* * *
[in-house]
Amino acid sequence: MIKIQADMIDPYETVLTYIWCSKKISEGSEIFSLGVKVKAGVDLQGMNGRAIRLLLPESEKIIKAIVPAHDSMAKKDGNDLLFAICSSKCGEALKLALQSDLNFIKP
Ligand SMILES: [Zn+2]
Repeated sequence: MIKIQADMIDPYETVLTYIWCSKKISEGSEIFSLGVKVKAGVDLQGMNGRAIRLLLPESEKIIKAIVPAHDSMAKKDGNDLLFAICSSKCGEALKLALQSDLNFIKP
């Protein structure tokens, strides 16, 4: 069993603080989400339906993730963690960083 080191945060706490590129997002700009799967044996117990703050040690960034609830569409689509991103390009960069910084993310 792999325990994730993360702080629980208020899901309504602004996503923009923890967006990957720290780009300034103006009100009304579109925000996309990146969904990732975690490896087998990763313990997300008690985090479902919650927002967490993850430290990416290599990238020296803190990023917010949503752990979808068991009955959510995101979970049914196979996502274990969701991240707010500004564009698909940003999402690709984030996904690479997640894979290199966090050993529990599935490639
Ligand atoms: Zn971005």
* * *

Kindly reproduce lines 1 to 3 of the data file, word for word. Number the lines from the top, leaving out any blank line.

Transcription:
[in-house]
Amino acid sequence: MIKIQADMIDPYETVLTYIWCSKKISEGSEIFSLGVKVKAGVDLQGMNGRAIRLLLPESEKIIKAIVPAHDSMAKKDGNDLLFAICSSKCGEALKLALQSDLNFIKP
Ligand SMILES: [Zn+2]